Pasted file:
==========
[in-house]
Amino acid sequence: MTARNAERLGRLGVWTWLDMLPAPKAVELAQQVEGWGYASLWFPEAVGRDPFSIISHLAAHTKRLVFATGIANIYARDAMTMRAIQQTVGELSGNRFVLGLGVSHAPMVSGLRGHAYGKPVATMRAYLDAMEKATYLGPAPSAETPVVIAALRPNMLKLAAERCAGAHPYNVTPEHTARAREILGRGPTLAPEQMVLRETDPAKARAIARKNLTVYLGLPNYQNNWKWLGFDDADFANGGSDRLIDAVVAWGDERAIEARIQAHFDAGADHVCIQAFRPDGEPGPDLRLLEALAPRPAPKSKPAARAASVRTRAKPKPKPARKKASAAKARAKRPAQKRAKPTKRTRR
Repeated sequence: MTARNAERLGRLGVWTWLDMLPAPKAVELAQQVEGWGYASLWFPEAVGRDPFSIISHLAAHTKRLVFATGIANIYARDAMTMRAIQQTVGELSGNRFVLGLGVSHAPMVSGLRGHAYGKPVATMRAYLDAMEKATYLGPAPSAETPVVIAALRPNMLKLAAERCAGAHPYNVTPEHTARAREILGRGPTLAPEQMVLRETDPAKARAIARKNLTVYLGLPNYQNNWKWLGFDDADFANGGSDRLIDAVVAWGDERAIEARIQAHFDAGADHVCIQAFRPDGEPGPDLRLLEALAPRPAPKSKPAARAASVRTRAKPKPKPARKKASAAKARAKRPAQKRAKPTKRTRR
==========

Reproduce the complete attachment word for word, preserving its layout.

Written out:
[in-house]
Amino acid sequence: MTARNAERLGRLGVWTWLDMLPAPKAVELAQQVEGWGYASLWFPEAVGRDPFSIISHLAAHTKRLVFATGIANIYARDAMTMRAIQQTVGELSGNRFVLGLGVSHAPMVSGLRGHAYGKPVATMRAYLDAMEKATYLGPAPSAETPVVIAALRPNMLKLAAERCAGAHPYNVTPEHTARAREILGRGPTLAPEQMVLRETDPAKARAIARKNLTVYLGLPNYQNNWKWLGFDDADFANGGSDRLIDAVVAWGDERAIEARIQAHFDAGADHVCIQAFRPDGEPGPDLRLLEALAPRPAPKSKPAARAASVRTRAKPKPKPARKKASAAKARAKRPAQKRAKPTKRTRR
Repeated sequence: MTARNAERLGRLGVWTWLDMLPAPKAVELAQQVEGWGYASLWFPEAVGRDPFSIISHLAAHTKRLVFATGIANIYARDAMTMRAIQQTVGELSGNRFVLGLGVSHAPMVSGLRGHAYGKPVATMRAYLDAMEKATYLGPAPSAETPVVIAALRPNMLKLAAERCAGAHPYNVTPEHTARAREILGRGPTLAPEQMVLRETDPAKARAIARKNLTVYLGLPNYQNNWKWLGFDDADFANGGSDRLIDAVVAWGDERAIEARIQAHFDAGADHVCIQAFRPDGEPGPDLRLLEALAPRPAPKSKPAARAASVRTRAKPKPKPARKKASAAKARAKRPAQKRAKPTKRTRR